All about the newly revealed Kawasaki Meguro K3

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Kawasaki has revived what was once a legend in Japan, and they’re calling it the Meguro K3. This is a retro-styled bike for the Japanese market, and is based on the Kawasaki W800. The Meguro gets some styling revision. We dig in to see what’s so cool about this new motorcycle.

The ‘Meguro’?

Meguro was a brand by itself, and came into being in 1937, in Japan. The brand formed a partnership with Kawasaki Heavy Industries a while later, the Meguro managed to churn out a fair number of bikes back in the day, but after the strike of the World War ll, the company had to put up with turmoil, which lead to Kawasaki bikes buying it over. After the 1960s, the ‘Meguro’ brand became non-existent, but played a key role in inspiring Kawasaki’s retro bikes. The sole inspiration behind the Kawasaki W Series bikes, is the Meguro T1 Senior.

And the ‘K3’ suffix?

So what it is basically, is a W800 underneath, but with a lovely Meguro badge and some minor cosmetic alterations. On the tank, you will also notice white pinstripes that are beautifully done. On the engine and gearbox front, it remains the same. The bike is powered by a 773cc, air-cooled, inline twin engine that produces 51bhp and 62.9Nm of torque.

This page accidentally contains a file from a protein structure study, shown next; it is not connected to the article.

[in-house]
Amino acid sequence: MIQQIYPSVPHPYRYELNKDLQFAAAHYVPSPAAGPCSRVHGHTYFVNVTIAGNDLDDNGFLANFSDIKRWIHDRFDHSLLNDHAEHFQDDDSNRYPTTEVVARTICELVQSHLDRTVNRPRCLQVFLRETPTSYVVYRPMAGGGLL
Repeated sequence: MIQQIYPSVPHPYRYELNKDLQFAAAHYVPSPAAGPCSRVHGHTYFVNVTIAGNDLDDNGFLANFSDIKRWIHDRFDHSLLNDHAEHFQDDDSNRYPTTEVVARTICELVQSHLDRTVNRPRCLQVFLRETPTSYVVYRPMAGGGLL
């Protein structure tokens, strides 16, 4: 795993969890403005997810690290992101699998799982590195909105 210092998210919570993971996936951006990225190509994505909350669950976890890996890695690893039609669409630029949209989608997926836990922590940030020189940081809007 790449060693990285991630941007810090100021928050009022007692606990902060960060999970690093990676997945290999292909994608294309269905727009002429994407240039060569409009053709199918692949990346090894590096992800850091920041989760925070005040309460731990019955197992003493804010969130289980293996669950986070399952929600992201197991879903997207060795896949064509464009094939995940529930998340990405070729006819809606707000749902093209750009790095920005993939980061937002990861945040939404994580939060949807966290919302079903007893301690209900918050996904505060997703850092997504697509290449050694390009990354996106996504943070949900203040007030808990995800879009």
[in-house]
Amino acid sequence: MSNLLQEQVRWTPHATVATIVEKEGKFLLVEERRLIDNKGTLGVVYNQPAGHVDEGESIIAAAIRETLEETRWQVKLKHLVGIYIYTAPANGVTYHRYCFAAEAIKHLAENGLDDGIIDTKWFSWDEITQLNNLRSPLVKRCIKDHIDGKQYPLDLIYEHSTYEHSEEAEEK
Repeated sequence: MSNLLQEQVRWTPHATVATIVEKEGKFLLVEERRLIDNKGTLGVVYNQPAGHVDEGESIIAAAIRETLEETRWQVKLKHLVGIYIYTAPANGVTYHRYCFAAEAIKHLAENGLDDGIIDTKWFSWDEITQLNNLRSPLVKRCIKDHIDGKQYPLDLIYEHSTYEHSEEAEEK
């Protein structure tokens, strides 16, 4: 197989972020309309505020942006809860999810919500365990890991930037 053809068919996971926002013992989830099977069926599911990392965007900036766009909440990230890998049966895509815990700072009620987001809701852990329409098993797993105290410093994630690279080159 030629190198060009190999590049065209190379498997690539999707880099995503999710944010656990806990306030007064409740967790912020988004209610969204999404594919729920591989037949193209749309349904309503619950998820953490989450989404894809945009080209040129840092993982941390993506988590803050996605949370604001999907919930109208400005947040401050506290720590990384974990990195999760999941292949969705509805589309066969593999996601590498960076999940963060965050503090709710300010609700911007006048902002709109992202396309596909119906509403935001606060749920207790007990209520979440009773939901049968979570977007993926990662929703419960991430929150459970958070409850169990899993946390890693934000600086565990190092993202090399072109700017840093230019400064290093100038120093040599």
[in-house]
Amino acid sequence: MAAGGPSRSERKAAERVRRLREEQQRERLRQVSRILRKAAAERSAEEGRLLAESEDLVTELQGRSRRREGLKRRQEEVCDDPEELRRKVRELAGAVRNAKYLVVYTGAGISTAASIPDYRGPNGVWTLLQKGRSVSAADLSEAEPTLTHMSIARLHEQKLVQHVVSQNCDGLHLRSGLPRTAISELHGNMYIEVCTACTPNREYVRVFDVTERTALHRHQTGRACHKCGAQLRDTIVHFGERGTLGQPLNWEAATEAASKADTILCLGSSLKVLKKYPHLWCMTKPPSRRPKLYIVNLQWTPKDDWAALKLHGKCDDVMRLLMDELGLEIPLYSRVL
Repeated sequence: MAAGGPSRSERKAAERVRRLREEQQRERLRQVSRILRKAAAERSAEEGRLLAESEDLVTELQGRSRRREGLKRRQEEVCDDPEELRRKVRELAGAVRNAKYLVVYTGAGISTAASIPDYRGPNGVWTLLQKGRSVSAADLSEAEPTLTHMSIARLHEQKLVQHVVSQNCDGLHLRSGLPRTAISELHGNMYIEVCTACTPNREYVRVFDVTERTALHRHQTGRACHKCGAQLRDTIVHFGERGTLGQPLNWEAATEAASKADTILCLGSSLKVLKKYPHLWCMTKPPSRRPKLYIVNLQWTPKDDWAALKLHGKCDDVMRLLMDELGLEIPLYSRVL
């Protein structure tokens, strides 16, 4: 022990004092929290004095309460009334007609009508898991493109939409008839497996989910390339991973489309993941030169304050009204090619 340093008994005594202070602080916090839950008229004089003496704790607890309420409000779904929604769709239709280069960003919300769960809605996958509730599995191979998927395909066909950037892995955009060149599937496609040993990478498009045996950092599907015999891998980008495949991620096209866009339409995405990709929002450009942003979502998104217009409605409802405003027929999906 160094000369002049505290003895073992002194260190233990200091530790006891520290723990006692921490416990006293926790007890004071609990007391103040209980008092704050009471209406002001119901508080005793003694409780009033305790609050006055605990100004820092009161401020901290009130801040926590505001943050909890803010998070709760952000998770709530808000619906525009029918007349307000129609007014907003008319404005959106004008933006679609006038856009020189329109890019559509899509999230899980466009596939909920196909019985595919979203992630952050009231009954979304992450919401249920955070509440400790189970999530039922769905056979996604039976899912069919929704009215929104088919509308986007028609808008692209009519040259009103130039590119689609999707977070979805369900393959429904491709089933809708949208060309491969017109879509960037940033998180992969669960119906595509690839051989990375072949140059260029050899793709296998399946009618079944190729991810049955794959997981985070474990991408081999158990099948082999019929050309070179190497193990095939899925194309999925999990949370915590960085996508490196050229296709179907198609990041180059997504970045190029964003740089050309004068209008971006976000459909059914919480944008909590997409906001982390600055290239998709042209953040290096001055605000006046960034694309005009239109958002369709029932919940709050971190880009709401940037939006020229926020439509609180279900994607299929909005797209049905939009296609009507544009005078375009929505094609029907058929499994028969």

Riding along

It features a double-cradle frame, a 41mm telescopic fork and preload-adjustable twin shock-absorbers at the back hark back to the old times, and we’re it will work well on the Meguro K3. The ride is on the supple side and soaks in most undulations with ease. But the ground clearance could’ve been better, which would’ve helped gliding over the rough stuff. On the handling front, the bike feels predictable and the steering is light and precise, making it an easy motorcycle to ride in the city. Around corners, the bike stays planted and feels solid, more than anything. The tyres provide good grip and the front brake caliper provides good bite. Dual-channel ABS comes as standard.

Start up the engine, and the idle is rather pleasant. The exhaust gets loud as you twist your wrist, and the motor provides ample grunt. You can ride this bike at its limit, reaching top speeds of about 170kph. However, the bike was intended to cruise down highways whilst keeping its rider comfortable, and that, it does well. There’s a sense of the old motorcycle charm despite it being built to meet modern standards.

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